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All of the researches conducted on sleep deprivation so far has empowered the general public to take this issue seriously. The family members who have lost their beloved in an accident resulting from a driver’s sleep deprivation problem have now started taking action. Establishing a non-profit organization ‘Parents Against Tired Truckers’ and advocacy for driver legislation are two major resulting initiatives of this research.

Similar initiatives have also been taken in the professional domain to deal with the resulting outcomes from sleep deprivation. Lack of sleep in a workplace can lead to a loss in employee’s productivity levels. An employee might feel sleepy due to partial or complete sleep deprivation or due to untreated sleep disorders. Hence to minimize the risk of losing an employee’s productivity, companies have initiated proactive educational programs to educate them regarding the hazardous impact of sleep deprivation or sleep disorders. Employers have also started mandatory screening to cater to sleep disorders like sleep apnea. Though the latter approach is comparatively more effective, employees would seem to worry more if they find out about their sleep disorders, ultimately impacting their productivity and employment at work. However, some companies are still reluctant to introduce such programs. There is still a dire need for additional research in the occupational domain that could identify the health implications at the individual level and the economic implications for the employees and the employer, and its ultimate effect on the society as a whole.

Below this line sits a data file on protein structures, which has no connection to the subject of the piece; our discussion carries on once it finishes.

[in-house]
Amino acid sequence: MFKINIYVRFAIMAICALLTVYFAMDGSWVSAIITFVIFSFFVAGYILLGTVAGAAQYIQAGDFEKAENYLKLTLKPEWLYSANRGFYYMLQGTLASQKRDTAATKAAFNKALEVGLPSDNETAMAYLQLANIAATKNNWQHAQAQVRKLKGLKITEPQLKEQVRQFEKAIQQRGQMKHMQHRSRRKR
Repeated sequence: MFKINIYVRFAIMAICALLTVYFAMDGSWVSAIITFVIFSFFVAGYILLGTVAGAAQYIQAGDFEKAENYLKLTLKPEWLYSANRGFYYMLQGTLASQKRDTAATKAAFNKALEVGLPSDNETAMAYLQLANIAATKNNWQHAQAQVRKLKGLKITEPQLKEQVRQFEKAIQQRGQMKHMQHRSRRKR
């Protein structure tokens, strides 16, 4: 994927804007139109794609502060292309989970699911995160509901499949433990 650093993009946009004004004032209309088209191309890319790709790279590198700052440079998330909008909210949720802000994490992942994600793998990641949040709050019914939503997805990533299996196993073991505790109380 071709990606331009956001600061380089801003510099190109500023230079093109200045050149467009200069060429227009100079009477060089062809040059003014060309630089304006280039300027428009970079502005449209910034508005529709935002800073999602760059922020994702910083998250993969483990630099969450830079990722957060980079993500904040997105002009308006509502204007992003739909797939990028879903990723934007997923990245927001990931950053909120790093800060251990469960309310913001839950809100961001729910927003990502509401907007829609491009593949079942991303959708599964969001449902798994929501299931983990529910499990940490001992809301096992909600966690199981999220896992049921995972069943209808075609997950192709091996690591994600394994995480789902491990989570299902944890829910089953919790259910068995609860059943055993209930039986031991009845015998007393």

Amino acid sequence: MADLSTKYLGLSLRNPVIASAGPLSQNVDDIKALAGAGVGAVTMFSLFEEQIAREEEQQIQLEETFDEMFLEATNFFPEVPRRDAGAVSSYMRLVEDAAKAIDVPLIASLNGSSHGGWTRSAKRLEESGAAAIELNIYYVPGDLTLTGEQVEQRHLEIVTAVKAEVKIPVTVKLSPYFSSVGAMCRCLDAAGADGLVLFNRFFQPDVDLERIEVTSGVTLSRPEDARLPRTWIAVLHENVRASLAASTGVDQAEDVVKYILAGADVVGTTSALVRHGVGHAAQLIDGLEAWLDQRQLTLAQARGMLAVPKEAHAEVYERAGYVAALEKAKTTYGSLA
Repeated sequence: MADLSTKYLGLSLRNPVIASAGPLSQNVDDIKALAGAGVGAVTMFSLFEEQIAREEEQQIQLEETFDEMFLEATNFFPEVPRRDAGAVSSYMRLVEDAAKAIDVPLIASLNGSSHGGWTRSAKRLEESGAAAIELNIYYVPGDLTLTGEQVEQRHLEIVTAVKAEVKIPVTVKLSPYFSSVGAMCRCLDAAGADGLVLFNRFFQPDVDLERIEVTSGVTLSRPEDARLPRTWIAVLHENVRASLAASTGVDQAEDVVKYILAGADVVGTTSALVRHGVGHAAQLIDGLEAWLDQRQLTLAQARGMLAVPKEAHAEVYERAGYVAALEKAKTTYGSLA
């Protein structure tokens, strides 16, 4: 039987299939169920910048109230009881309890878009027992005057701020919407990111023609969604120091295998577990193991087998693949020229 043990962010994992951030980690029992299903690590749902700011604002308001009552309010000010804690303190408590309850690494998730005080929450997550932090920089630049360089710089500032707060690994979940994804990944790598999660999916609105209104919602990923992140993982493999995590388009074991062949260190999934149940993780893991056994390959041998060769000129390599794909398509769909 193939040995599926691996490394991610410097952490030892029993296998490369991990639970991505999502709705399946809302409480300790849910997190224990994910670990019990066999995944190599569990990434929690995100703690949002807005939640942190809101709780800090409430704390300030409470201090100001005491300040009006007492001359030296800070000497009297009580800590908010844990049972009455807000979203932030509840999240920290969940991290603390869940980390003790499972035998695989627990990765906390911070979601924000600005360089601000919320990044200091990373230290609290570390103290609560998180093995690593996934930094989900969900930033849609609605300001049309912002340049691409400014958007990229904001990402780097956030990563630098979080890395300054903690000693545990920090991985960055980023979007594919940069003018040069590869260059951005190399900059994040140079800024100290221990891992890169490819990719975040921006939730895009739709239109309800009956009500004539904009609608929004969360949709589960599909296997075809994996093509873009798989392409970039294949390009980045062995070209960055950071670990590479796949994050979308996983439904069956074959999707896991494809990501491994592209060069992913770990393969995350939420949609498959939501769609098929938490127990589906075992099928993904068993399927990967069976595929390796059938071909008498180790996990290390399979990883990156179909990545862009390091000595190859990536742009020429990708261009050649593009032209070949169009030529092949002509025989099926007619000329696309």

As a matter of public health, much prominent research speaks on general under treatment and under-diagnosis of sleep disorders among the US population concerning negative implications on one’s health. The study illustrates that employees’ lack of productivity or impairment due to sleep disorders or sleep deprivation ultimately affects the general public.

In T&T, there is a need for extensive research regarding the correlation between sleep disorders/sleep deprivation and death rate/morbidity due to CVD and MVAs.

An individual who has been asked to report to the office at 8 am, and leaves the office at 6 pm, get stuck in traffic for around 2 hours, and finally returns home at odd hours is expected to suffer from such mental problems. Thus the Nation’s health will look towards the betterment of public transport, occupational health and safety, and decentralization where sleep deprivation and sleep disorders are the main concern.